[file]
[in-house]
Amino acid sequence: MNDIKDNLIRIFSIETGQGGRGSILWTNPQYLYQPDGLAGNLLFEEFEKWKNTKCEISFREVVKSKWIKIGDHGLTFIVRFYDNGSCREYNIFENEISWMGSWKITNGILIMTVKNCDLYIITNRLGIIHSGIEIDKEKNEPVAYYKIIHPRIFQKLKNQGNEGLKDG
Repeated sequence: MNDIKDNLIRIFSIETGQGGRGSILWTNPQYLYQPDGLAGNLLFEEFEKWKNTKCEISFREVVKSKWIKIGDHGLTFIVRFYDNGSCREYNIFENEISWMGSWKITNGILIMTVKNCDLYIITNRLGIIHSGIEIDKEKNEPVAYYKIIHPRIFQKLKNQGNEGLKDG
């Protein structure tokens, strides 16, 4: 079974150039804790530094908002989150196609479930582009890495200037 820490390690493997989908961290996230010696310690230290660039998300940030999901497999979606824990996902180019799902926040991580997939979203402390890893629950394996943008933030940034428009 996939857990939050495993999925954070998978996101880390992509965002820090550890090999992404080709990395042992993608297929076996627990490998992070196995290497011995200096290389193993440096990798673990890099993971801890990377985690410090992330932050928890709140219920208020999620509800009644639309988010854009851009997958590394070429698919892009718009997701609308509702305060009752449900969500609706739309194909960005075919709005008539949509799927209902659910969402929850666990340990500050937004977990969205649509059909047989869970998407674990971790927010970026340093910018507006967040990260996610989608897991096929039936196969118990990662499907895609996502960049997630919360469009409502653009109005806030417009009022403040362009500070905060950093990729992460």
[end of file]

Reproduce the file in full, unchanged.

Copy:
[in-house]
Amino acid sequence: MNDIKDNLIRIFSIETGQGGRGSILWTNPQYLYQPDGLAGNLLFEEFEKWKNTKCEISFREVVKSKWIKIGDHGLTFIVRFYDNGSCREYNIFENEISWMGSWKITNGILIMTVKNCDLYIITNRLGIIHSGIEIDKEKNEPVAYYKIIHPRIFQKLKNQGNEGLKDG
Repeated sequence: MNDIKDNLIRIFSIETGQGGRGSILWTNPQYLYQPDGLAGNLLFEEFEKWKNTKCEISFREVVKSKWIKIGDHGLTFIVRFYDNGSCREYNIFENEISWMGSWKITNGILIMTVKNCDLYIITNRLGIIHSGIEIDKEKNEPVAYYKIIHPRIFQKLKNQGNEGLKDG
């Protein structure tokens, strides 16, 4: 079974150039804790530094908002989150196609479930582009890495200037 820490390690493997989908961290996230010696310690230290660039998300940030999901497999979606824990996902180019799902926040991580997939979203402390890893629950394996943008933030940034428009 996939857990939050495993999925954070998978996101880390992509965002820090550890090999992404080709990395042992993608297929076996627990490998992070196995290497011995200096290389193993440096990798673990890099993971801890990377985690410090992330932050928890709140219920208020999620509800009644639309988010854009851009997958590394070429698919892009718009997701609308509702305060009752449900969500609706739309194909960005075919709005008539949509799927209902659910969402929850666990340990500050937004977990969205649509059909047989869970998407674990971790927010970026340093910018507006967040990260996610989608897991096929039936196969118990990662499907895609996502960049997630919360469009409502653009109005806030417009009022403040362009500070905060950093990729992460």